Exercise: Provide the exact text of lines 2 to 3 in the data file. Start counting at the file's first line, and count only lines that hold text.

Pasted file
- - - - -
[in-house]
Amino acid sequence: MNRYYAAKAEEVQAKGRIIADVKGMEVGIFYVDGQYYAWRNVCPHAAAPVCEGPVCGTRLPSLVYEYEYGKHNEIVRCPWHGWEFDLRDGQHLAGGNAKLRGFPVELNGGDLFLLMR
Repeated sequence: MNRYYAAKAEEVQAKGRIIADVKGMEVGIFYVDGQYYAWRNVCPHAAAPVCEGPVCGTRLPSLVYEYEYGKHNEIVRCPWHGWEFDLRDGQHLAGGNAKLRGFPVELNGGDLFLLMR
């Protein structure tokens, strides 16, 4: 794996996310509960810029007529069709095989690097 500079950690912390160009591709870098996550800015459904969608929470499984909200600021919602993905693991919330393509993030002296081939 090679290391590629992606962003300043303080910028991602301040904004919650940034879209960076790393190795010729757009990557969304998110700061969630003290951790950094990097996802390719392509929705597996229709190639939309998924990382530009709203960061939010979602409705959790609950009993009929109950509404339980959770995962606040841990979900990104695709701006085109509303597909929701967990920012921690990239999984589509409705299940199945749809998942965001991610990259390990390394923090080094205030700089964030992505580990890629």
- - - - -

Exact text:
Amino acid sequence: MNRYYAAKAEEVQAKGRIIADVKGMEVGIFYVDGQYYAWRNVCPHAAAPVCEGPVCGTRLPSLVYEYEYGKHNEIVRCPWHGWEFDLRDGQHLAGGNAKLRGFPVELNGGDLFLLMR
Repeated sequence: MNRYYAAKAEEVQAKGRIIADVKGMEVGIFYVDGQYYAWRNVCPHAAAPVCEGPVCGTRLPSLVYEYEYGKHNEIVRCPWHGWEFDLRDGQHLAGGNAKLRGFPVELNGGDLFLLMR